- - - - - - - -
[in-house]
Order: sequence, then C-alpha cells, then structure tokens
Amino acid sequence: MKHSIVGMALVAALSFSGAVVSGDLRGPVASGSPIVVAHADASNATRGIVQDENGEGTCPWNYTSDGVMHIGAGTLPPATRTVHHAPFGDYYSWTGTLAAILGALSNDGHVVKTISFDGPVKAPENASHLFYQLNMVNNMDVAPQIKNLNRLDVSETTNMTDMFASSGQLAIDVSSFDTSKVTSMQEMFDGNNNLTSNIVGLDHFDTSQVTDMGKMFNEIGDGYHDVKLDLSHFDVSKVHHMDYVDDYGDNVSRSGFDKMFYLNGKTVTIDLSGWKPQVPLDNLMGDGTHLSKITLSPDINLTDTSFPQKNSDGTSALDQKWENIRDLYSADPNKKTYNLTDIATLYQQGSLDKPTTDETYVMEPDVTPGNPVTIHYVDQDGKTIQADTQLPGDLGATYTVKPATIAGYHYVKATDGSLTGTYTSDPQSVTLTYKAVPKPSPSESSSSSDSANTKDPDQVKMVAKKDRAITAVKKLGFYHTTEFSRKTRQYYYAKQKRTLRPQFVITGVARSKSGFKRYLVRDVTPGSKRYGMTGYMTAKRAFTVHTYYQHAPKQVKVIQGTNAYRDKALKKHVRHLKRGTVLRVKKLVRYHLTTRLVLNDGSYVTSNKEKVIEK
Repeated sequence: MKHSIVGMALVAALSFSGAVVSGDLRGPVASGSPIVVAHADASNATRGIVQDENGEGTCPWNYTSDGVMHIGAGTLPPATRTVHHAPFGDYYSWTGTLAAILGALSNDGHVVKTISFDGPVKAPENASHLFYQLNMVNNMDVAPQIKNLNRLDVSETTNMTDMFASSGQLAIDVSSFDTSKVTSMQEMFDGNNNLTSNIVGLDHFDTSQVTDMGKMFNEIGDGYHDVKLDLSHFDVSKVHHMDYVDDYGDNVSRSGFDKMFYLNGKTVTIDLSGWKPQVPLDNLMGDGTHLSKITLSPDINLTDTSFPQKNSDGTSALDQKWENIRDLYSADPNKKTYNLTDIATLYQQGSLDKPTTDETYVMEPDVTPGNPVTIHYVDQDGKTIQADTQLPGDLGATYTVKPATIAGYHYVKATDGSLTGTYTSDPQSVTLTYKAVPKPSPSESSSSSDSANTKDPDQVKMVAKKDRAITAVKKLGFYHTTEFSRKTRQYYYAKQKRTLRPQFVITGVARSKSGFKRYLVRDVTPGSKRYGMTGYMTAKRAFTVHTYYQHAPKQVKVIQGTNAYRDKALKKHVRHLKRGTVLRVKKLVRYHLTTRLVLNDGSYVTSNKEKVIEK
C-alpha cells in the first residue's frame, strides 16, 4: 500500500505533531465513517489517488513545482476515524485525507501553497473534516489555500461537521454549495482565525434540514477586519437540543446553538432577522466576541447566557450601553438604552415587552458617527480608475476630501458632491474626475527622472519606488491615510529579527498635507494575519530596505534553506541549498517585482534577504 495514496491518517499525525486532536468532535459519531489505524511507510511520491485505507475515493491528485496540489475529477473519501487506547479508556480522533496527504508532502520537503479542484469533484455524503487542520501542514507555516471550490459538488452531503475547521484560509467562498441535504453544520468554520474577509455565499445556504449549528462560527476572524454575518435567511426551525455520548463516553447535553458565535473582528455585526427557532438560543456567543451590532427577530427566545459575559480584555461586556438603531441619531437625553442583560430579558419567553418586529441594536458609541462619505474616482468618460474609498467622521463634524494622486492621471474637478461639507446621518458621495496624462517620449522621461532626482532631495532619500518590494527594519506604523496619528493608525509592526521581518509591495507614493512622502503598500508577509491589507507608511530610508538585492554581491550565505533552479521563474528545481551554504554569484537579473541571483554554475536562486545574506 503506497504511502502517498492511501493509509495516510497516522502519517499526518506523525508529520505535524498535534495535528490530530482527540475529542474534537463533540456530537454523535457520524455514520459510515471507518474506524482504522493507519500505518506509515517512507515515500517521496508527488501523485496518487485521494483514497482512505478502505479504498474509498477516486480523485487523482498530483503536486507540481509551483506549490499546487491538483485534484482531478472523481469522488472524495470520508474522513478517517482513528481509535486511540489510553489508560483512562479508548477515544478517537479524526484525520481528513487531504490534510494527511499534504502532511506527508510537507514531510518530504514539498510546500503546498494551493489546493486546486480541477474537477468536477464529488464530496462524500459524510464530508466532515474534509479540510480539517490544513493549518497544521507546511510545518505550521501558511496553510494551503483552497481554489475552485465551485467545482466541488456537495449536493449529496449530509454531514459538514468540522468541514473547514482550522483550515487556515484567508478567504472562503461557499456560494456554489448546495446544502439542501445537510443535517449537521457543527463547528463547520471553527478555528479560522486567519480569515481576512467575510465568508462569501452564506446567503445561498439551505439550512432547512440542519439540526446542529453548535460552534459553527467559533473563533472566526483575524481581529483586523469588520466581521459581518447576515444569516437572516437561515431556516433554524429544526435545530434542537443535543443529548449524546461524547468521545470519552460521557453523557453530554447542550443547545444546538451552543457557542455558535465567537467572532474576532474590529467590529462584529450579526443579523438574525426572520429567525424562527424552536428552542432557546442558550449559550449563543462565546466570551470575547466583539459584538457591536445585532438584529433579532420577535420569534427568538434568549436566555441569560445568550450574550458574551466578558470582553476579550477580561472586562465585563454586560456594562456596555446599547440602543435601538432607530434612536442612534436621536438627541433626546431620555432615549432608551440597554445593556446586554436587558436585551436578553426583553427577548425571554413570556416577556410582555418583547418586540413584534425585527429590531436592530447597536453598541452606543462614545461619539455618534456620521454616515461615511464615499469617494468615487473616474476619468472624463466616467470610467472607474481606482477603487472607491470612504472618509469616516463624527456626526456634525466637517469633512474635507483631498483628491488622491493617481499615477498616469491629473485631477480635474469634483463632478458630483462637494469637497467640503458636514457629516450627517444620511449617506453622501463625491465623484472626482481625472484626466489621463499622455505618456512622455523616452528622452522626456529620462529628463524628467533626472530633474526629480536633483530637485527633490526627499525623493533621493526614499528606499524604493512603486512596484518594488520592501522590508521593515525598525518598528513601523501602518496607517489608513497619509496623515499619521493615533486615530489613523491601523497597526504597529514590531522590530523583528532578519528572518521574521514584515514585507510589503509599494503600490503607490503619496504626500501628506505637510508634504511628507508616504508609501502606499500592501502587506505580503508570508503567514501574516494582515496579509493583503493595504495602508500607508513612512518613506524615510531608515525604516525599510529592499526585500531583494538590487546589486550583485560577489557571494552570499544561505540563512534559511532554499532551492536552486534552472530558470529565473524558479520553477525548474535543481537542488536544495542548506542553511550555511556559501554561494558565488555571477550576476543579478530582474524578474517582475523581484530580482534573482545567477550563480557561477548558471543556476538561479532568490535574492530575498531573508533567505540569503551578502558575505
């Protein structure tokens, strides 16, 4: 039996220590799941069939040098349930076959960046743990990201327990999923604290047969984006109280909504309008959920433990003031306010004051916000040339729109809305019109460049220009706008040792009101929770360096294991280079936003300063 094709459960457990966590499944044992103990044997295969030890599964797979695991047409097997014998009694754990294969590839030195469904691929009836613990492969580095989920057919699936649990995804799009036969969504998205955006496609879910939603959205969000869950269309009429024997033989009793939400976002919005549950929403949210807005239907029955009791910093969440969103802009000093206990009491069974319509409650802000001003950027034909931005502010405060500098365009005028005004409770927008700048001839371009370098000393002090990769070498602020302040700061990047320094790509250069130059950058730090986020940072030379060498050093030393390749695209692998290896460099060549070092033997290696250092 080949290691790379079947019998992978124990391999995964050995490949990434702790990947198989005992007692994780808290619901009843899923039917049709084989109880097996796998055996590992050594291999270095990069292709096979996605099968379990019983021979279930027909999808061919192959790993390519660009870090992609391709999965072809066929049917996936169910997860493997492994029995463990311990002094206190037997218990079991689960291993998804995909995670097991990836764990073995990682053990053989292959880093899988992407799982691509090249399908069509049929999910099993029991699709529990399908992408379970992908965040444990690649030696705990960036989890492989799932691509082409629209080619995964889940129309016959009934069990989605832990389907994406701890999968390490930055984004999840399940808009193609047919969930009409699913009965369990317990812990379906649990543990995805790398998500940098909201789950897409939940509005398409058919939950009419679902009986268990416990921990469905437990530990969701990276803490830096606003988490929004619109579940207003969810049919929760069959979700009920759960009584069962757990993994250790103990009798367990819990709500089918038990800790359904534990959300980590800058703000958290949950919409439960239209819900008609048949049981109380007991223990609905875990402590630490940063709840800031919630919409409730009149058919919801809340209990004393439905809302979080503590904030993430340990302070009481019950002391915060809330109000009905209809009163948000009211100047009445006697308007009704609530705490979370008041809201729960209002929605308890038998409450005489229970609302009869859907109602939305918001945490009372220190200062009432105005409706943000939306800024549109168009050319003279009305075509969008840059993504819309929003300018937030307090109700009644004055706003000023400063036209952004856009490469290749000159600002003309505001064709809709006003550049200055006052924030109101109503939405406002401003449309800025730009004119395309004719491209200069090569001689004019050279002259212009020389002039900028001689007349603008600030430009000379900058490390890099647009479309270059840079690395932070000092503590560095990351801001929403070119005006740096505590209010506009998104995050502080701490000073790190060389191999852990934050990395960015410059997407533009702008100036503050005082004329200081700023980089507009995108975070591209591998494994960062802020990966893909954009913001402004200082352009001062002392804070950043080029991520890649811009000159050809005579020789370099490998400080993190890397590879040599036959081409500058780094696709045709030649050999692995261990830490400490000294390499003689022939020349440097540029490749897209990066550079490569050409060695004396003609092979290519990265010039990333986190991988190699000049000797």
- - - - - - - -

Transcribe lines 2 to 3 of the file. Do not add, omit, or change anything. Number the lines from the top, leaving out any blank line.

Order: sequence, then C-alpha cells, then structure tokens
Amino acid sequence: MKHSIVGMALVAALSFSGAVVSGDLRGPVASGSPIVVAHADASNATRGIVQDENGEGTCPWNYTSDGVMHIGAGTLPPATRTVHHAPFGDYYSWTGTLAAILGALSNDGHVVKTISFDGPVKAPENASHLFYQLNMVNNMDVAPQIKNLNRLDVSETTNMTDMFASSGQLAIDVSSFDTSKVTSMQEMFDGNNNLTSNIVGLDHFDTSQVTDMGKMFNEIGDGYHDVKLDLSHFDVSKVHHMDYVDDYGDNVSRSGFDKMFYLNGKTVTIDLSGWKPQVPLDNLMGDGTHLSKITLSPDINLTDTSFPQKNSDGTSALDQKWENIRDLYSADPNKKTYNLTDIATLYQQGSLDKPTTDETYVMEPDVTPGNPVTIHYVDQDGKTIQADTQLPGDLGATYTVKPATIAGYHYVKATDGSLTGTYTSDPQSVTLTYKAVPKPSPSESSSSSDSANTKDPDQVKMVAKKDRAITAVKKLGFYHTTEFSRKTRQYYYAKQKRTLRPQFVITGVARSKSGFKRYLVRDVTPGSKRYGMTGYMTAKRAFTVHTYYQHAPKQVKVIQGTNAYRDKALKKHVRHLKRGTVLRVKKLVRYHLTTRLVLNDGSYVTSNKEKVIEK